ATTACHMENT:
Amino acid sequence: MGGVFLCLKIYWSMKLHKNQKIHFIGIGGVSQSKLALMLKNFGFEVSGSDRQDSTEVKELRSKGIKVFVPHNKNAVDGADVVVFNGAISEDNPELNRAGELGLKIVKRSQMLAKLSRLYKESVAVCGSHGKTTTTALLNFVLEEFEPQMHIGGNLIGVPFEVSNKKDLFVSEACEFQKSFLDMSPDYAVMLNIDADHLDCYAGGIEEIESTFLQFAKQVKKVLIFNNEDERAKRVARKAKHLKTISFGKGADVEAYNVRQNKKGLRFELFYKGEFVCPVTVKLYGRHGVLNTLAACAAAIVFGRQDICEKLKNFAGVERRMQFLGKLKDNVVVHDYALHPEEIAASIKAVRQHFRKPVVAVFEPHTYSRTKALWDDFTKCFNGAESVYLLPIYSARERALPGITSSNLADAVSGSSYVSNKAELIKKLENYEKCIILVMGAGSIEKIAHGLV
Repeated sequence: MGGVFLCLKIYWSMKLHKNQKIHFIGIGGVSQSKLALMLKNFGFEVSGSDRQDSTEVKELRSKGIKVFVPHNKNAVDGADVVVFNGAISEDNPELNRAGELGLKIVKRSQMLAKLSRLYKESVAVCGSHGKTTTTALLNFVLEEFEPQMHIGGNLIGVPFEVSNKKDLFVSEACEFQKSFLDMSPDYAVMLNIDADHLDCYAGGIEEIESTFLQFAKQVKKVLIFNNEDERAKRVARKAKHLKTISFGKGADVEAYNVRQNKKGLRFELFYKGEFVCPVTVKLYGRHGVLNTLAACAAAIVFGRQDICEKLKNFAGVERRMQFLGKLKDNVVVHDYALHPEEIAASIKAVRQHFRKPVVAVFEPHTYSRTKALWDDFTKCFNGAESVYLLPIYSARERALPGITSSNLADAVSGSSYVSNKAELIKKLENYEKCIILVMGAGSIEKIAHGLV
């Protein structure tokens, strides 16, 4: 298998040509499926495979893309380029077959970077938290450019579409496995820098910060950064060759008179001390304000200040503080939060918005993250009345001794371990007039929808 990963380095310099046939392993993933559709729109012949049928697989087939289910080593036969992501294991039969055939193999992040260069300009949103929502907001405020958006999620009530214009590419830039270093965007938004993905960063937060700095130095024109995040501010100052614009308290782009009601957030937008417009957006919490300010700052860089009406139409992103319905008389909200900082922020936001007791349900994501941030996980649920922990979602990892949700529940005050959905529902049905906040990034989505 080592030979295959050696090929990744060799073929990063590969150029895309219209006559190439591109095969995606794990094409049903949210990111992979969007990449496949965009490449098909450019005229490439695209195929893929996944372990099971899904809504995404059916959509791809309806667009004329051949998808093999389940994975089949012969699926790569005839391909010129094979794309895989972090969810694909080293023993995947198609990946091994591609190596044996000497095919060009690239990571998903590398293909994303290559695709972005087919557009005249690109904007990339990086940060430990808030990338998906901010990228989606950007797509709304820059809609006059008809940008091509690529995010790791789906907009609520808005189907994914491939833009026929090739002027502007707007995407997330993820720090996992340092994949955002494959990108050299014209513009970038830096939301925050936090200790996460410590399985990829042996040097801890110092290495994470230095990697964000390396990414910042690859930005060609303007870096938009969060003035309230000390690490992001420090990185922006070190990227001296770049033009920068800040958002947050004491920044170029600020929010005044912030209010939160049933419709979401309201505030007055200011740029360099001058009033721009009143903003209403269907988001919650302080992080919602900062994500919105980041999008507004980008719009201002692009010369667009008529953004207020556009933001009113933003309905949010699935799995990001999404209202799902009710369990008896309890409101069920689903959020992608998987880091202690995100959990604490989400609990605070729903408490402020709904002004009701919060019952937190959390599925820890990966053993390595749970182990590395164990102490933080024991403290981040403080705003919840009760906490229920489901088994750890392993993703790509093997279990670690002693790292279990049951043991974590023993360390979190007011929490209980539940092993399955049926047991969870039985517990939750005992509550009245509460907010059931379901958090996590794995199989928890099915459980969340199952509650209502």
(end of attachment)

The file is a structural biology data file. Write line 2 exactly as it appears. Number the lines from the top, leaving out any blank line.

Repeated sequence: MGGVFLCLKIYWSMKLHKNQKIHFIGIGGVSQSKLALMLKNFGFEVSGSDRQDSTEVKELRSKGIKVFVPHNKNAVDGADVVVFNGAISEDNPELNRAGELGLKIVKRSQMLAKLSRLYKESVAVCGSHGKTTTTALLNFVLEEFEPQMHIGGNLIGVPFEVSNKKDLFVSEACEFQKSFLDMSPDYAVMLNIDADHLDCYAGGIEEIESTFLQFAKQVKKVLIFNNEDERAKRVARKAKHLKTISFGKGADVEAYNVRQNKKGLRFELFYKGEFVCPVTVKLYGRHGVLNTLAACAAAIVFGRQDICEKLKNFAGVERRMQFLGKLKDNVVVHDYALHPEEIAASIKAVRQHFRKPVVAVFEPHTYSRTKALWDDFTKCFNGAESVYLLPIYSARERALPGITSSNLADAVSGSSYVSNKAELIKKLENYEKCIILVMGAGSIEKIAHGLV